Saturday, March 19, 2022

The easy and actually best way to rename Thurston County

Yeah, in fact, I do think we should rename Thurston County. Or everything named after Samuel Thurston, including Thurston Avenue in Olympia.

Here's a brief update on why Samuel Thurston is not a good namesake. He never lived here, never visited here. His only actual impact here is the worst thing about him. Yes, he did write the Black Exclusion law in the Oregon Territory (which Thurston County was part of back in the day) and he did other things. But the worst thing is that he set our course that we travelled on well after his early death.

The name itself had more to with the politics of the moment in the 1850s. Thurston was a ruthless political operator. Major pieces of our region's racist heritage took root from the Black Exclusion Laws, including:

The common thread through all of these episodes (and more) were that only white people should be allowed to paid labor. Everything else needed to be controlled and discouraged.

But, I don't necessarily think we need to pick a new name. We can keep the Thurston moniker.

This was exactly what King County did when they changed who "King" honors from terrible Vice President Rufus King to really great Martin Luther King Jr. It is just a matter of finding a new Thurston.

The problem with "Thurston" that we didn't have with "King" is that there aren't any giants of politics and culture that we can point at immediately. There are a lot of good Thurstons, not single great one.

For example:

  • Rev. David Thurston of Maine was a pre-Civil War abolitionist minister. He would travel from town to town, preaching against slavery until they kicked him out.

  • Charles Brown Thurston, another New England abolitionist that served in the Civil War but also lived an otherwise quiet live. 

  • Rev. John L. Thurston, of Chicago. He was a fellow traveler of Martin Luther King Jr. and was president of the Chicago chapter of the Southern Christian Leadership Conference.

  • Baratunde Thurston is a contemporary writer who has been very significant in the anti-racist movement. I mean, if you don't know who this person is, I suggest you give him a look today.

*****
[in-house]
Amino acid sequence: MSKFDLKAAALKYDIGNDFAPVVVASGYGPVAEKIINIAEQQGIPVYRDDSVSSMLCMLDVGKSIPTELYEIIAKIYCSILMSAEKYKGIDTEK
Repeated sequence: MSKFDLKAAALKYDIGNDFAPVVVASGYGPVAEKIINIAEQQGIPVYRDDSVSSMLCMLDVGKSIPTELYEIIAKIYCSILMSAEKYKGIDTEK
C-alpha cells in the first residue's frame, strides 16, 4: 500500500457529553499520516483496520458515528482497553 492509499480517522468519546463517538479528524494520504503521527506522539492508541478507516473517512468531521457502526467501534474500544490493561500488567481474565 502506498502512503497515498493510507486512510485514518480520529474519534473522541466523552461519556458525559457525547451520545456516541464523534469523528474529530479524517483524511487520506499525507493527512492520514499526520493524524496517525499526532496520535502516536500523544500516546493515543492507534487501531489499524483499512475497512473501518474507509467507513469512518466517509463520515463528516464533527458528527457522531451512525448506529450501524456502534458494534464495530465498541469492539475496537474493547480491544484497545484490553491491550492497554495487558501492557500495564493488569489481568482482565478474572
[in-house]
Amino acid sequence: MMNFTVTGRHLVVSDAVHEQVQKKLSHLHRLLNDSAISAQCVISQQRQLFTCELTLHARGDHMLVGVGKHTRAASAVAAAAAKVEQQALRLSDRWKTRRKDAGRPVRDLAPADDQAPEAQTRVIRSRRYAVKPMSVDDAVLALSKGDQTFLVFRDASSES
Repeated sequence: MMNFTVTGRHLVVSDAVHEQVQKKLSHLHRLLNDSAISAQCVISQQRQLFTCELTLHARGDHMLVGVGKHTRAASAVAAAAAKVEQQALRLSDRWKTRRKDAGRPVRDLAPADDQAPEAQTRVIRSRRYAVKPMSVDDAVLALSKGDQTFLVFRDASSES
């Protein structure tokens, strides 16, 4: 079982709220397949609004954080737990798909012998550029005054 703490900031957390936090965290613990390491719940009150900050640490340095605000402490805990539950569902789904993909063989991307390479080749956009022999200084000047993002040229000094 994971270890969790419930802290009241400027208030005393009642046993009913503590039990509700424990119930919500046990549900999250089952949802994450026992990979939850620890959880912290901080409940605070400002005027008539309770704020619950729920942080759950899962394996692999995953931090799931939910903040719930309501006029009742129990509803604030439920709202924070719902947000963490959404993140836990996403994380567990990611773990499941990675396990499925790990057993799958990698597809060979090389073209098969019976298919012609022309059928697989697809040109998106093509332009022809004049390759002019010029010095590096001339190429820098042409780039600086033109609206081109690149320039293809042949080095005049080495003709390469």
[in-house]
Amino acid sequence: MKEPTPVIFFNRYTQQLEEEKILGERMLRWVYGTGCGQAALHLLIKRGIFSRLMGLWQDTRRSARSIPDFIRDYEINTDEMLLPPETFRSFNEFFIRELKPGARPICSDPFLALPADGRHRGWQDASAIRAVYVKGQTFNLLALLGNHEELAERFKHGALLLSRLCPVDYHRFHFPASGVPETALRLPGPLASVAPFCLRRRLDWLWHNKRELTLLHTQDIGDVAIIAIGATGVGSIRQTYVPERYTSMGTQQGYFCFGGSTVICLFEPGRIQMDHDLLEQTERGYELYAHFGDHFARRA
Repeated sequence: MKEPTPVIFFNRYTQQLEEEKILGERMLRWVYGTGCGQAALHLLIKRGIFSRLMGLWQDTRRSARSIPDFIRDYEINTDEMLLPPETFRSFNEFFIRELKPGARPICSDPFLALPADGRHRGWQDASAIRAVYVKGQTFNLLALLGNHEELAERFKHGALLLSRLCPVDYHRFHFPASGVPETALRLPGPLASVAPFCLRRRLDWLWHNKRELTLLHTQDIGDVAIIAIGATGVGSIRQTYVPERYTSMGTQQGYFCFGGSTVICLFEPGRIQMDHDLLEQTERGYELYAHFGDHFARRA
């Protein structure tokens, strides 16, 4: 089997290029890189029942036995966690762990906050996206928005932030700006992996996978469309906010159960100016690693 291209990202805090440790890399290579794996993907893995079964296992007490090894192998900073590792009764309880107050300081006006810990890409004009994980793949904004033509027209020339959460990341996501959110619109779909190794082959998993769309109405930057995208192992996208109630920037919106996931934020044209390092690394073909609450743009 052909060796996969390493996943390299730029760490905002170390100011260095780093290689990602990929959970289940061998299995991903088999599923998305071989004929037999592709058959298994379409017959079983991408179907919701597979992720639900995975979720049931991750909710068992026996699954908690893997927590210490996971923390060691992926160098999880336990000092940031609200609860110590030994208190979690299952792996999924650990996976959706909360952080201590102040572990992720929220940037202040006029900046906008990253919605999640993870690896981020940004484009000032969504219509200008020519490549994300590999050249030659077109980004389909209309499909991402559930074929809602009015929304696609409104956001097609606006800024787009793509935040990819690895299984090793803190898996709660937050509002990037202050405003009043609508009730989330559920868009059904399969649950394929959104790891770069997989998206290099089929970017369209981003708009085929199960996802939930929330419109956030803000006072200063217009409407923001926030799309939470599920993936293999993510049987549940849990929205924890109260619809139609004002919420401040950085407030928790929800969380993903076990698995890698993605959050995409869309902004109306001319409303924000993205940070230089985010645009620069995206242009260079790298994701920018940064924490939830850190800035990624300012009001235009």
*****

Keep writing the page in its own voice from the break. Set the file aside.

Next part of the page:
• And, why are we so worried about last names? Thurston Moore was lead guitar for Sonic Youth. That's pretty awesome.

  • Lastly, if you look back and deconstruct the name Thurston, you see some evidence that it is a construction of Thor (literally the god of thunder) and stone. As in Thor's Stone. I mean Thor is pretty great, but not literally a Thurston. But, close enough to merit reference.
None of these people or imaginary made up gods are knock-it-out-of-the-park obvious like Martin Luther King Jr., but they all do have one thing in common: they are all better than Samuel Thurston.

So, here is my honest to god (Thor, whoever) answer to what we should with the name Thurston County (Avenue, of wherever). 

We should keep the name Thurston County, but strip it from Samuel Thurston and give it to literally all the good and decent Thurstons (and Thor's Stone) that ever lived. 

I haven't looked all that deeply, but there is no rule that I know of that says you have to keep who you name a place after to one person. 

I also don't have an exhaustive list of Thurstons, but there is no reason that I can see that we can't just open up the list again when we find a new one.


Thad Curtz said...

We could rename Stevens Field and Governor Stevens Avenue too...

John Saunders said...

Perhaps we could change the name to “”Nisqually County”?

Victor M. said...

Thurston Howell III is my vote.

Anon the Great said...

My 1st job was with the Thurston Herring Company. Maybe we could rename the county after my boss and captain Don, or maybe his much cooler sister Cheryl, but never after Paul Sr. That old man was a complete asshole.